the Tenth Regiment Virginia Volunteers, in the Third Brigade, Army Valley [District], in the battle of Cedar Run on August 9:
About 5 p. m. Thursday, 7th instant, this regiment, with the balance of the brigade, and in rear of the brigade, marched in the direction of Orange Court-House. After marching about 7 miles, the regiment, with the balance of the brigade, bivouacked near Orange Court-House.
On Friday morning at early dawn we took up the line of march in the direction of Culpeper Court-House, marching in front of the Twenty-third Virginia Regiment, which was then in the rear. After marching about 5 miles and about 1 miles north of the Rapidan River we were ordered to halt and cook two days' rations, which consumed the balance of the day. The regiment bivouacked at the same place for the night.
About 2 o'clock in the night we were aroused, our pickets being attacked by the enemy's cavalry, and marched promptly with the balance of the brigade to resist the attack, but the enemy retired before we arrived on the field. We remained on the field until early dawn, when we were marched back to camp.
At 8 o'clock on Saturday morning, the 9th instant, we took up the line of march, the Thirty-seventh Virginia Regiment and Forty-eighth Alabama Regiment in front and the Twenty-third Virginia and Forty-seventh Alabama Regiments in the rear. The regiment kept well closed up, and after marching about 7 miles under an excessive hot sun we arrived about 4 o'clock in sight of the enemy, drawn up in line of battle. The brigade was then drawn up in line of battle under a galling fire of shot and shell from the enemy's guns, buy which we suffered considerably. This regiment (being detached by order of Brigadier-General Taliaferro, through Major Taliaferro, to prolong the line of battle on the left) was promptly thrown on the extreme left, on the left of the main road leading to Culpeper Court-House, with the Forty-seventh Alabama Regiment, the Thirty-seventh and Twenty-third Virginia and Forty-eighth Alabama Regiments being on the right of the road near a wheat field, where we immediately engaged the enemy under a heavy fire of infantry. After being engaged some time the regiment upon my right gave back, and I, seeing that we were about to be flanked by the enemy on our right, was compelled to retire a short distance. We again rallied, attacking the enemy the second time, holding our position until, the First Brigade coming up on our left, a charge was made through the wheat field, driving the enemy from the field, in which charge a number of prisoners were taken. The brigade was again formed in line of battle in the wheat field and marched in an easterly direction some distance through a corn field in pursuit of the enemy.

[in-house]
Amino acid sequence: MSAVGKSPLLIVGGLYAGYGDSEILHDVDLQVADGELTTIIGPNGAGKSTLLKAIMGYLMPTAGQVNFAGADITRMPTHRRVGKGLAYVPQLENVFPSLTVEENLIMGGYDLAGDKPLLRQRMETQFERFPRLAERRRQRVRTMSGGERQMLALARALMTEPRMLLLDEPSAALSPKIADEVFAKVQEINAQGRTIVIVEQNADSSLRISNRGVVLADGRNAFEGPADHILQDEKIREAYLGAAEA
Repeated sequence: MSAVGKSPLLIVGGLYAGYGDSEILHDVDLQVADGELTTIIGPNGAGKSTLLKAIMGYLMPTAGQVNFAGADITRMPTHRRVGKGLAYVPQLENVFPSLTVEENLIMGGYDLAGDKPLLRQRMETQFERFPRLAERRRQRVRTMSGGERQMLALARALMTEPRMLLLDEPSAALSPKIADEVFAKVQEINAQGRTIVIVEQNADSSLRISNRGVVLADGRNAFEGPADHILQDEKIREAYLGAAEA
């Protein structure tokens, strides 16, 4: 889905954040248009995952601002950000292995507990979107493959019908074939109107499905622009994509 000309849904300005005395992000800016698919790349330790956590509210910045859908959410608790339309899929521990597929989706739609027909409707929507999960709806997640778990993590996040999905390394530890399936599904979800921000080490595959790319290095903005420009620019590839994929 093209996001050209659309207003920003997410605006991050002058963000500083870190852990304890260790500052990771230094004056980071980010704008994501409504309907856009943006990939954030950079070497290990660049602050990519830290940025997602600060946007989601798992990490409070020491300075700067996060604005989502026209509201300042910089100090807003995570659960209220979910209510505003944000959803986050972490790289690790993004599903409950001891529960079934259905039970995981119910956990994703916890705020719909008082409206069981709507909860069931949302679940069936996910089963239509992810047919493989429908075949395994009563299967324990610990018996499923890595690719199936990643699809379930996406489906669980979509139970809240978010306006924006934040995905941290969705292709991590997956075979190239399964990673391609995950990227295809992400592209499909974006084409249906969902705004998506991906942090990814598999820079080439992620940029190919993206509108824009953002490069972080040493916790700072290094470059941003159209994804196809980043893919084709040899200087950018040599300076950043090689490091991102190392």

Night coming on, we were ordered to halt and await further orders. Subsequently we were ordered to retire to a ravine in the corn field, where we remained during the night, the engagement being at an end.
For a list of casualties I refer you to the accompanying report of the surgeon.*
I have the honor to be, very respectfully,
Major, Commanding Tenth Regiment Virginia Volunteers.
*Embodied in Numbers 27.